Snow bums article has reminded me that with airheads the devil is in the detail, if you are building a pre 81 engine out of parts, unless you check the cam timing, it would be easy to end up with a bike that runs badly and you would have no idea what caused the problem.
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Old 01-13-2013, 06:29 AM   #37
RGregor
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Measurement data

A friend has timed all airhead cams he could get hold of, measuring valve lift in 2 crank angle steps with digital gauges with a resolution of 1/100 mm. He measured lift at the retainers.
He gave the data to me for my personal use, not to publish them in a forum, but today I'll make an exception.

I took the data for the 336 and determined the angles corresponding to 2mm valve lift and 2*1,39mm lift (2mm cam lift).

The angles are

Ex-open Ex-close In-open In-close
Measurement 50 32 30 54 (2mm valve lift)
Measurement 40 24 20 42 (2mm cam lift)
BMW Spec 52 32 32 52 (2mm ????? lift)

Feel free to determine what the ?????? mean.
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Old 01-13-2013, 06:49 AM   #38
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Thanks Rudi, you have proved your point thanks for all your usefull and pertinent info.

I will also share my info on the 320 cam when I have done the work.
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Old 01-14-2013, 01:06 AM   #39
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Quote:
Originally Posted by chasbmw View Post
Thanks Rudi, you have proved your point
There was nothing to prove.
My point was not that the BMW specs were right in any case.
I didn't know myself prior to verifying.
It simply was how to behave having little or null knowledge.
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Old 01-14-2013, 01:25 AM   #40
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Quote:
Originally Posted by supershaft View Post
Do you read my posts? ..... I have told you numerous times now why I have as yet not timed my cam.
Yes I did. Not all but many.
Re-reading the posts in the cam thread is very funny now.
http://www.advrider.com/forums/showthread.php?t=804634

Especially regarding the fact, that except PJ no one here has timed his 336. Not you, not the "crowd in the back".
Again a very good example on how some people behave.

Regaring the numerous times you told me ....

I have told you a few posts ago that until then I didn't know it, in fact I have never read the slightest hint in that direction and I would be very surprised if we found these info in any of your posts here.

So, I don't know whom you talk to and how.
But stop it, it's not me.
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Old 01-14-2013, 02:46 PM   #41
supershaft
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Quote:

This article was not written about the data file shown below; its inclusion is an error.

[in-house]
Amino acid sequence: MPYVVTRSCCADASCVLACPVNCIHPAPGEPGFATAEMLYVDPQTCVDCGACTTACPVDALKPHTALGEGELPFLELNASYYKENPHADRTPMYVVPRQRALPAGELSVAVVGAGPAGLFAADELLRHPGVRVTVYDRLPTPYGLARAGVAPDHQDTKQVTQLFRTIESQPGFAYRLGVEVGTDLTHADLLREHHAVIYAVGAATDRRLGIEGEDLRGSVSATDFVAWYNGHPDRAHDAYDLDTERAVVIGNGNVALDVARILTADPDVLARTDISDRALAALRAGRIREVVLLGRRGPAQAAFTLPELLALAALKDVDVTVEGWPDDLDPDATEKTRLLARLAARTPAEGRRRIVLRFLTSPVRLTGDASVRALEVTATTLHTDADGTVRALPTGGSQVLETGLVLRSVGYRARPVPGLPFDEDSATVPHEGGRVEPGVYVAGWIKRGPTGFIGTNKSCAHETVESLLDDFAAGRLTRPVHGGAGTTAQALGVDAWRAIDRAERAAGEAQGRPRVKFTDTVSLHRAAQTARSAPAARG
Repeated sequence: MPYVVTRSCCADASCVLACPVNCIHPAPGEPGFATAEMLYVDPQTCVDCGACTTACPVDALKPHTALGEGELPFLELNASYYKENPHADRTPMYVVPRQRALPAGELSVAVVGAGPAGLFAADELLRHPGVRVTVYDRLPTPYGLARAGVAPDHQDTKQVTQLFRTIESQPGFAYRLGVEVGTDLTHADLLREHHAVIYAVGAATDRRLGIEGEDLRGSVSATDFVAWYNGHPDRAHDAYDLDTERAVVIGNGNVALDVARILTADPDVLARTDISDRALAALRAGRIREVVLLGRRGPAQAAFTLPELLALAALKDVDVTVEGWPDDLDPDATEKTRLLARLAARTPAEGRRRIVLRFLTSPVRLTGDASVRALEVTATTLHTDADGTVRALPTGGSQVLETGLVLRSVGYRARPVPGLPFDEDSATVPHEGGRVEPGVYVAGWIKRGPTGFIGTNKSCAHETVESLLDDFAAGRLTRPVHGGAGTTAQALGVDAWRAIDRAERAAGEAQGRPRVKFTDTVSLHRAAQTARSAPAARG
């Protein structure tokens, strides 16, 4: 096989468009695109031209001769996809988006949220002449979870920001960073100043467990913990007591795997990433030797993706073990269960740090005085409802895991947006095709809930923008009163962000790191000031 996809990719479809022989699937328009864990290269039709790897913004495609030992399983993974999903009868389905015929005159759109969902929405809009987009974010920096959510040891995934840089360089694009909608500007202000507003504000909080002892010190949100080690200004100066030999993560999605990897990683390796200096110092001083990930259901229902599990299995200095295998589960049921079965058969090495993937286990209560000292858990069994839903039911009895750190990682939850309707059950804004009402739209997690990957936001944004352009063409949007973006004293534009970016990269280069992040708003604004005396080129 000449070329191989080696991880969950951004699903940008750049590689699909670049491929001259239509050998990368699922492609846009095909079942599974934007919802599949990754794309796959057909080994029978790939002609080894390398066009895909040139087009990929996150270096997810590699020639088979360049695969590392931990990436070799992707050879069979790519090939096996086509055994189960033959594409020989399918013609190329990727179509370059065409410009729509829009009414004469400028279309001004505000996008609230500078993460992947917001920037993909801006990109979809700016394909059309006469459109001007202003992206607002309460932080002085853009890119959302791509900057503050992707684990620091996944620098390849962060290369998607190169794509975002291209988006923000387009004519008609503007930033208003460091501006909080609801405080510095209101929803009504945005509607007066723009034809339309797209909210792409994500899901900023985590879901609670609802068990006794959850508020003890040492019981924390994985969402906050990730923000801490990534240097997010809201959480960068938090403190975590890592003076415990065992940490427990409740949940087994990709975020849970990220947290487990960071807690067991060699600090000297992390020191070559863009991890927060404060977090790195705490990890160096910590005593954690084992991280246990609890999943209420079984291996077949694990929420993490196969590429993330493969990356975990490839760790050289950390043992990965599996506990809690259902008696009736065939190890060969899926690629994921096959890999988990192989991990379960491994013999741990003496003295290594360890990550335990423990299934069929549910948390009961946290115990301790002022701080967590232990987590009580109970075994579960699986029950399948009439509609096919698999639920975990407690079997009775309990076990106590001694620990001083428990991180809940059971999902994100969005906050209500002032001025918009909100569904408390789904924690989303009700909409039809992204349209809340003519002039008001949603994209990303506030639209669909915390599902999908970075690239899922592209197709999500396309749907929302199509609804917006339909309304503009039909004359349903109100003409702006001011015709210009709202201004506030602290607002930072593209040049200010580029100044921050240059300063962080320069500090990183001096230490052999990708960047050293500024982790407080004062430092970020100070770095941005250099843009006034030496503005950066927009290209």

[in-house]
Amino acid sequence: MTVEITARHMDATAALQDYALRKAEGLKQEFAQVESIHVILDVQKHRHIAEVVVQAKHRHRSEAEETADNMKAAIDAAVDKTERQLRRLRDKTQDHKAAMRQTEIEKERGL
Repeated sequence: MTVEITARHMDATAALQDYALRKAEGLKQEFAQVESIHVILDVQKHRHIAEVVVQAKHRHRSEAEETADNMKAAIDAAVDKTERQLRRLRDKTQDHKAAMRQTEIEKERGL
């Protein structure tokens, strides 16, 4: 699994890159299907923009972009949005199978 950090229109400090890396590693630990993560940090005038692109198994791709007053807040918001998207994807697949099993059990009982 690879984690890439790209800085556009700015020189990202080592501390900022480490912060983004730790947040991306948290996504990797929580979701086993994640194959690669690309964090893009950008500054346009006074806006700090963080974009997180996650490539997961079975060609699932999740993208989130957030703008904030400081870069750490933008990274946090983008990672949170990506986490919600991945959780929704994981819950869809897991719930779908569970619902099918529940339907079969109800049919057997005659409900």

Originally Posted by RGregor View Post
Yes I did. Not all but many.
Re-reading the posts in the cam thread is very funny now.
http://www.advrider.com/forums/showthread.php?t=804634

Especially regarding the fact, that except PJ no one here has timed his 336. Not you, not the "crowd in the back".
Again a very good example on how some people behave.

Regaring the numerous times you told me ....

I have told you a few posts ago that until then I didn't know it, in fact I have never read the slightest hint in that direction and I would be very surprised if we found these info in any of your posts here.

So, I don't know whom you talk to and how.
But stop it, it's not me.
What are you going on about now? I never said anyone was an idiot. That was you. Stop putting words in my mouth but without putting words in my mouth you have nothing to go on about. It's pretty pathetic.

You would be very surprised to find any of [these] info here in my posts? What you ignore in my posts and what you make up that you read in my posts is never ending. My advise is to concentrate more while you are reading and then refrain from making up rude comments.

Are BMW cam specs valve specs? No one here still knows for sure yet. At least now you know what the lift check point is and that there is a difference between valve timing and cam timing with our engines and why most smart tuners stick with cam timing. Even why most timing specs regarding OHV engines that are labeled as cam specs are in fact cam specs versus valve specs. Valve specs or cam specs, at least BMW gives a lift check point with their specs so you can actually use them. Those reported variations? Are the variations the cam or the rocker arms?

supershaft screwed with this post 01-14-2013 at 03:10 PM
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Old 01-15-2013, 12:32 AM   #42
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Quote:
Originally Posted by supershaft View Post
What are you going on about now? I never said anyone was an idiot. That was you. Stop putting words in my mouth but without putting words in my mouth you have nothing to go on about. It's pretty pathetic.
Now, if my tone was rude what especially is the following? Isn't that calling some people here idiots? Of course not directly ...

Quote: